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How Composting Worms Fight Greenhouse Gas Emissions

landfill with greenhouse gasHumble composting worms are unknowingly fighting greenhouse gas emissions. When food rots in a landfill, it produces methane. Food put into a worm composter does not. In fact, aerobic composting results in organic fertilizer that helps green things grow. How big an impact would composting have on greenhouse gas emissions? What are the benefits of composting? And what can a household do to make their trash better for the environment?

Greenhouse Gasses

Greenhouse gasses are heating up the planet and changing the climate. This leads to flooding, coastal erosion, stronger storms, and wildfires.

According to Tristram Stuart, author of “Waste: Uncovering the Global Food Scandal,” food that no one eats represents 10 percent of the West’s greenhouse gasses. This waste includes throwing away food that is too much, too old, or imperfect.

What Can You Do?

To reduce food waste, look first at your food acquisition and preparation habits.

  • Do you plan your meals? Prepare a menu each week. Shop for ingredients. Plan to use up leftover ingredients.
  • Make the amount of food your household will eat to minimize leftovers.
  • Be especially careful with fresh ingredients so they get eaten before they spoil.
  • If you grow food, be prepared to make preserves. Share or sell excess food. Many food banks will take freshly picked fruits and vegetables.

Next, stop throwing out kitchen scraps and food. Organic material mixed into regular trash begins to break down. The trash smothers it, preventing it from getting enough oxygen. Therefore, anaerobic bacteria grow and smell terrible. In a landfill, anaerobic bacteria produce methane. Sometimes the methane is burned off, producing carbon dioxide and water. However, sometimes the methane is released into the air, contributing to the greenhouse effect.

Incineration is not much better. The waste heat might be used for energy, or might be released. The smoke could pollute the air if it’s not filtered properly. Filter dust and ashes are toxic because they came from mixed trash. These left-overs are treated as hazardous waste.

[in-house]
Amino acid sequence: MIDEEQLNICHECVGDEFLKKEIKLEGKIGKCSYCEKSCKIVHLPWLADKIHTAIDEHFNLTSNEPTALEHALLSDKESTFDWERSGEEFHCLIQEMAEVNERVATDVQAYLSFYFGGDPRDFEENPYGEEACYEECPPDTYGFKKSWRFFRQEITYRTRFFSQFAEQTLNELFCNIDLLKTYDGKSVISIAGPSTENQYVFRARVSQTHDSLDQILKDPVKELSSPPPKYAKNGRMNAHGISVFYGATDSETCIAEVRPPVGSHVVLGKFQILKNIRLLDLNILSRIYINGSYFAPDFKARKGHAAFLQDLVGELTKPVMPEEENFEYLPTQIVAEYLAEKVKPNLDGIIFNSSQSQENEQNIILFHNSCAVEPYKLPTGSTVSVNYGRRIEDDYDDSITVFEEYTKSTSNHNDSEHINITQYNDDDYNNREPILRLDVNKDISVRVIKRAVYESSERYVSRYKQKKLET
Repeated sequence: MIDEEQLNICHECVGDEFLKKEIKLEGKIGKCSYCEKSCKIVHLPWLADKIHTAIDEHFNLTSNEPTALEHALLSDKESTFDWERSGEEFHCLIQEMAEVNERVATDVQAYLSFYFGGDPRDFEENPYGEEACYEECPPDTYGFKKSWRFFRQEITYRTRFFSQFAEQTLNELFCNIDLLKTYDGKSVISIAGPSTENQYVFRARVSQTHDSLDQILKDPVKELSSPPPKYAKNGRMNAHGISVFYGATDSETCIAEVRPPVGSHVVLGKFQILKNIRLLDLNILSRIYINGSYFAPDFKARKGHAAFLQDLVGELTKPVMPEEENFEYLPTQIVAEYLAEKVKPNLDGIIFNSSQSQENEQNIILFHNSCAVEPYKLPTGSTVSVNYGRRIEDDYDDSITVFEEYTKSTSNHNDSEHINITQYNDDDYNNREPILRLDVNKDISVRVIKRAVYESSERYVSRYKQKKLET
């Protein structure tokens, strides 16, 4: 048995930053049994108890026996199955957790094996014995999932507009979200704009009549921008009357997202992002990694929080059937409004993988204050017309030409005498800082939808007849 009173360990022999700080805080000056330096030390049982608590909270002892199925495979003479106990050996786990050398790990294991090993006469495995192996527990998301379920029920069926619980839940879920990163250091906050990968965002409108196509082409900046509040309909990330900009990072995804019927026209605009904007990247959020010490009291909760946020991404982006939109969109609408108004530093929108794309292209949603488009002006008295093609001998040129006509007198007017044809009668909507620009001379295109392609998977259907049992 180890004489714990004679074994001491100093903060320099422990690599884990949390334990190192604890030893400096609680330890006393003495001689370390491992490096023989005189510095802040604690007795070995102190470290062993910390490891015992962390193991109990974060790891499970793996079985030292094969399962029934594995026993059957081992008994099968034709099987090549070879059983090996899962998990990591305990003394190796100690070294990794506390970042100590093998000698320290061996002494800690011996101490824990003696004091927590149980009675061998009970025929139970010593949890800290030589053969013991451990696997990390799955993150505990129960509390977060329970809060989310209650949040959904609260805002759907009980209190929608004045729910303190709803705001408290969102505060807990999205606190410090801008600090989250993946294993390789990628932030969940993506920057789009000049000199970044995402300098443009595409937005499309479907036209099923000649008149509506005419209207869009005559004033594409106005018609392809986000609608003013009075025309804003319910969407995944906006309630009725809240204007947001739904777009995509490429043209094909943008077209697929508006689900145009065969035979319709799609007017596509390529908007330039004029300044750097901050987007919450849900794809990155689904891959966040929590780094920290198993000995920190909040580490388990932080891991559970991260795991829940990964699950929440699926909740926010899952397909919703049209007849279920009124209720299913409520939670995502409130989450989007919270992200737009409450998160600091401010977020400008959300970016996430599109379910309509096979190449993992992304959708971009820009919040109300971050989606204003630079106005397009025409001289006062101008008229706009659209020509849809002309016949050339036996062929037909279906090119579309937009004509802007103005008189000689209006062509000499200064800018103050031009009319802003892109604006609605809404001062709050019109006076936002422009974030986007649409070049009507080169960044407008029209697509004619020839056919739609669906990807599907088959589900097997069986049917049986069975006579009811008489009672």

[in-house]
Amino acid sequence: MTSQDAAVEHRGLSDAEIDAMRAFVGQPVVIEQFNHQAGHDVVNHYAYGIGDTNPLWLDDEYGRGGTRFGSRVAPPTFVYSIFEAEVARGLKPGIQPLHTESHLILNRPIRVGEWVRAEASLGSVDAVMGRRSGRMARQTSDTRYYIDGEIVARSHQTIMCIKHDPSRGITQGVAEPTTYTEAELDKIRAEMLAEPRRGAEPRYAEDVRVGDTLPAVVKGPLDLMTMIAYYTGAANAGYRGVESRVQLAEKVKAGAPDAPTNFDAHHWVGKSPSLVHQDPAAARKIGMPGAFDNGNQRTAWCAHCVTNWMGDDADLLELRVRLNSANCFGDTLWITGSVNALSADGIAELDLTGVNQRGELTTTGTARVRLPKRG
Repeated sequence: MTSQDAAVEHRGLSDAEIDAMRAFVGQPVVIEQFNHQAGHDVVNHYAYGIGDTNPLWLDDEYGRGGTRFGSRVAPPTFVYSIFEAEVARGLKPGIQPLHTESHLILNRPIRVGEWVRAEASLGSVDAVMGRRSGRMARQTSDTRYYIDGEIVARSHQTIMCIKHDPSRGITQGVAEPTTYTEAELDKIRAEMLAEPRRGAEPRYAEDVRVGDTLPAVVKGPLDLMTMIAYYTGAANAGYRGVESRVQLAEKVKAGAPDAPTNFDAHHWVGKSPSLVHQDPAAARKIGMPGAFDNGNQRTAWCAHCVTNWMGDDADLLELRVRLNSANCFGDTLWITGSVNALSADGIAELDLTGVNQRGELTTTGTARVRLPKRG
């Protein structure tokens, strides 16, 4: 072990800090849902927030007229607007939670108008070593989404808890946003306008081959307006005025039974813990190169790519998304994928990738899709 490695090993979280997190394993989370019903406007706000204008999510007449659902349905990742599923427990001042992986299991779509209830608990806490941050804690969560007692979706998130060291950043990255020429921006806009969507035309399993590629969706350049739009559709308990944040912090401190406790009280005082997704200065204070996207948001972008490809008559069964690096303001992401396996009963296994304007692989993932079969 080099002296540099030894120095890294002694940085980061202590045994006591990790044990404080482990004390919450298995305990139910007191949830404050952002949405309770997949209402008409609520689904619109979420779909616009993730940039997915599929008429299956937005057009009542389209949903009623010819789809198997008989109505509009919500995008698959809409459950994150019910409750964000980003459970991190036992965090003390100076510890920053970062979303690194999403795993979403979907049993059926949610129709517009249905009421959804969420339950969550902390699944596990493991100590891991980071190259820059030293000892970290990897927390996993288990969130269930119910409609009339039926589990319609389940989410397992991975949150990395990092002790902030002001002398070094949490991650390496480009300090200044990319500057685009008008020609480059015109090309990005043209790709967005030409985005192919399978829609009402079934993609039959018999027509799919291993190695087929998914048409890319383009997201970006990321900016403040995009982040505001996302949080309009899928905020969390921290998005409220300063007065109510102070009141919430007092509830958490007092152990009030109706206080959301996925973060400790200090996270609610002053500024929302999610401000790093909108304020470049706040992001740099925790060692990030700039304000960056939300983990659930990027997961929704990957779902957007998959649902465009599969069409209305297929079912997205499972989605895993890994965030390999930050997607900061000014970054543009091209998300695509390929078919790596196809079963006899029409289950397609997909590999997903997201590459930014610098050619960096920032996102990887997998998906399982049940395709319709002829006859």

Much of the organic matter we discard could be composted. Composting prevents that material from converting to methane. The result is a pure organic fertilizer that helps new plants grow.

How to Compost

Whether you live on a large tract of land or in an efficiency apartment, you can compost. Composting worms speed up the process. Thus, the bin environment is less hospitable to anaerobic bacteria. Worms eat away tunnels that aerate their bedding. More air means more of the friendly aerobic bacteria.

Start by choosing a location for your worm bin. Build a composter, or order an easy-care tray-based composting bin from Uncle Jim’s Worm Farm. Add bedding, such as coconut coir, pure peat moss, fall leaves, or shredded black-ink newspaper. Moisten until the bedding feels like a wrung-out sponge when you squeeze it.

Next, visit Uncle Jim’s Worm Farm’s online store and order composting worms. Red Worms are best for composting. European Night Crawlers (Super Reds) are great for large outdoor bins and aerating the garden or lawn. Place your worms on top of the bedding and let them dig down.

Feed the worms every few days. You will find complete feeding instructions on Uncle Jim’s website. After a few months, you can start harvesting the finished compost and applying it to your growing plants.

Summary

Composting turns household trash into treasure. Instead of squandering natural resources, use worms to create fertilizer. You can help reduce greenhouse gas emissions — and make your household trash smell sweeter.

2 comments on “How Composting Worms Fight Greenhouse Gas Emissions

  • Dear Uncle Jim. I live in S. Texas where the fire ant problem is huge. Will the worms and ants cohabitate? What about ant bait or poisons. Please advise. Thanks

    Reply

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